The annexation of the Philippines ignited a fervent debate within the United States. While the majority of Americans supported annexation, a vocal anti-imperialist movement emerged, vehemently opposing the expansionist policy. At the heart of the debate lay questions of liberty, consent, and the moral implications of extending American power to foreign lands.

Liberty and Consent

Fundamentally, the annexation of the Philippines raised critical questions about the principles of liberty and consent. Advocates for annexation argued that the United States was rescuing the Filipinos from Spanish rule and believed they were bestowing a favor upon them. However, this benevolent façade masked the harsh reality faced by the Filipinos. Despite promises of protection, the Filipino population was denied educational opportunities and stripped of their independence. This contradiction between American rhetoric and actions cast a shadow on the moral justifications for annexation.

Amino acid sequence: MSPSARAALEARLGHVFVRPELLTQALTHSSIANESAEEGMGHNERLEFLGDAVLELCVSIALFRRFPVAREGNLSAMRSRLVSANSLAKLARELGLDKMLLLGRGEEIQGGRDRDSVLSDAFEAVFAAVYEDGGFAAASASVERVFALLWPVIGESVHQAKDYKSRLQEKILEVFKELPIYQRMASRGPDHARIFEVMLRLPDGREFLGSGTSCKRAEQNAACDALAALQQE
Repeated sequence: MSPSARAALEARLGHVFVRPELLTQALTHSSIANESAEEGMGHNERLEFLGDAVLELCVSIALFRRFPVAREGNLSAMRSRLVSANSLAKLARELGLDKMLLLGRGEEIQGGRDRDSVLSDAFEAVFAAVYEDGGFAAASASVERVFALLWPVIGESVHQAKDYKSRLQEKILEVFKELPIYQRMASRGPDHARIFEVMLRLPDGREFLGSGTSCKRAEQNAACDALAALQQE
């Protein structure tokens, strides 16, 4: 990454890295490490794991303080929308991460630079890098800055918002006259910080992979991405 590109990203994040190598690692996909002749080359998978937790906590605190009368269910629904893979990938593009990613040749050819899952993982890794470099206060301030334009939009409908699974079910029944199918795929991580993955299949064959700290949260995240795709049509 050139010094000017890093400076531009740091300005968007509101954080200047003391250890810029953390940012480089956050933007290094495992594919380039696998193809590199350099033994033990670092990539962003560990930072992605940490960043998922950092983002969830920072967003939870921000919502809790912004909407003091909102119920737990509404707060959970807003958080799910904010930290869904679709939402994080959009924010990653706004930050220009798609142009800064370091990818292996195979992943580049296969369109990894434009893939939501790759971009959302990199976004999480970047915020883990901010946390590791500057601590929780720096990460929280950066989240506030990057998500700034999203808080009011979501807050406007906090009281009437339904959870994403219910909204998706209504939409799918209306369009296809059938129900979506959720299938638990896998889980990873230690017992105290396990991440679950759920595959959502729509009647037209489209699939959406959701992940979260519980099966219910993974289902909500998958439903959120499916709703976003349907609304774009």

Hypocrisy and Self-Governance

The annexation debate also exposed a significant contradiction within American ideals. Albert Beveridge, a proponent of annexation, questioned whether the United States should return the Philippines to Spain or leave them susceptible to the interests of other global powers like Germany, England, and Japan. This argument, while seemingly rooted in concern for the well-being of the Filipinos, suggested that they were incapable of self-governance. Such a stance contradicted the principle that all just government derives its authority from the consent of the governed. Abraham Lincoln's belief that no one should govern another without consent clashed with the United States' attempt to impose its governance on the Filipinos, making America appear hypocritical.